Bitcoins aren’t money, at least according to the CRA

Bitcoins are a hot topic these days. And I must admit, I’m starting to get really excited about them and their future. Bitcoins are a completely decentralized digital currency that can be sent through the internet. The transfer of bitcoins happens on a peer to peer basis and there is no bank or country that controls them other than a rather complex system called cryptography. It all just seems so futuristic.

In fact, bitcoins have been so hot that they have literally doubled in value in recent months resulting in the cost of a bitcoin hovering around the $300 CDN mark at the time of this article.

Businesses accepting bitcoin payments on the rise

More and more websites have been starting to accept bitcoins as payments for goods and services. The list of sites are numerous, but some of the bigger ones include WordPress, Reddit and OkCupid. In fact, China’s equivalent of Google, Baidu, started accepting bitcoin payments in mid October for some of its online security services. Needless to say, the bitcoin buzz is in full swing and online retailers and service providers around the world are not only taking notice, but are also incorporating bitcoins into their business models going forward. With its massive rise in popularity, it’s only a matter of time before more start doing the same.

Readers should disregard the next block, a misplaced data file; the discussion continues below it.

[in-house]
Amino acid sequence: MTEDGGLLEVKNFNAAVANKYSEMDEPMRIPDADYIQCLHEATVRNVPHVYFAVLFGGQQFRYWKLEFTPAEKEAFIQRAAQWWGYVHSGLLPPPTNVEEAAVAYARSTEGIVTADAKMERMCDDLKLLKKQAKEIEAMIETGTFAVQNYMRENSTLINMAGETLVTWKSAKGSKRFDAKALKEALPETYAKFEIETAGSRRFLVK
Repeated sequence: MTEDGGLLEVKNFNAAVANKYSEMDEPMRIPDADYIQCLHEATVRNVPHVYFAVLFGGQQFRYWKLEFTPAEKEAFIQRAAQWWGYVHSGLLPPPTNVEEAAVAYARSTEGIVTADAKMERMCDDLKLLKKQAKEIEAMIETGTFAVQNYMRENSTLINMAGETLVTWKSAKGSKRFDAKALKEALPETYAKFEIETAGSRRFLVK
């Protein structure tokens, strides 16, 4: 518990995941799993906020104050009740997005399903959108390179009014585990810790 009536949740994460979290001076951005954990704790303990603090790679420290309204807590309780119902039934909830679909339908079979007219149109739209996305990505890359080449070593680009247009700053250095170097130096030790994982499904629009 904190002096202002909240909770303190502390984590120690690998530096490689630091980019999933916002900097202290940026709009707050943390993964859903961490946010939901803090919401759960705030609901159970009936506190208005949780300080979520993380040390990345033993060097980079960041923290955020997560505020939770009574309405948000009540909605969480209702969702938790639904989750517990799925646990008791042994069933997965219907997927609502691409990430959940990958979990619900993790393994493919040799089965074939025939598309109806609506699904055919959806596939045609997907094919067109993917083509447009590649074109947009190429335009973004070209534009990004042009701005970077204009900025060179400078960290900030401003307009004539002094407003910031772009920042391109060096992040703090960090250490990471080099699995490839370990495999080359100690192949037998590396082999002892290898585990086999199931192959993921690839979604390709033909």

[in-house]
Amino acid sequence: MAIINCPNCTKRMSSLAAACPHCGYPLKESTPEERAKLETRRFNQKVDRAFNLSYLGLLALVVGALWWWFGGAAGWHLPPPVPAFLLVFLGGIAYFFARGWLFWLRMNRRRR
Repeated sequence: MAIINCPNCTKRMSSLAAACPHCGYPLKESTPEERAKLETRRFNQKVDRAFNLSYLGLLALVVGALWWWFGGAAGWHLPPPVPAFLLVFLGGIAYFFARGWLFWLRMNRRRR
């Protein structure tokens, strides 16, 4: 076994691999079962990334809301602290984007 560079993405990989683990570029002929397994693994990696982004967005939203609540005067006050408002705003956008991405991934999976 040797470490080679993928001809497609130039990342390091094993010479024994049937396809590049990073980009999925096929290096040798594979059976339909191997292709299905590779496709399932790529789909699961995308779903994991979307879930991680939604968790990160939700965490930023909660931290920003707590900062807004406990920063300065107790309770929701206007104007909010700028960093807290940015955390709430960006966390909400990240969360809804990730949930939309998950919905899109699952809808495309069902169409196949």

Canada Revenue Agency issues fact sheet

When these types of things come on the scene and start to really gain some attention, you can be sure that the Canada Revenue Agency will be right there by its side to chime in on their tax implications.

But the issue of bitcoins presents a real dilemma for the CRA. As you can see from the above, the fact that it’s decentralized means that there is absolutely no government regulation surrounding the issuance and trail of bitcoin transactions. No doubt, the government is likely getting a bit nervous.

Just this week, the Canada Revenue Agency put out a brief fact sheet, entitled, “What you should know about digital currency” commenting on the tax implications of digital currencies specifically singling out bitcoins. Although brief, the fact sheet is interesting indeed. As expected, the CRA specifically states that digital currency transactions are taxable, but their classification and how to treat the transaction is what’s intriguing.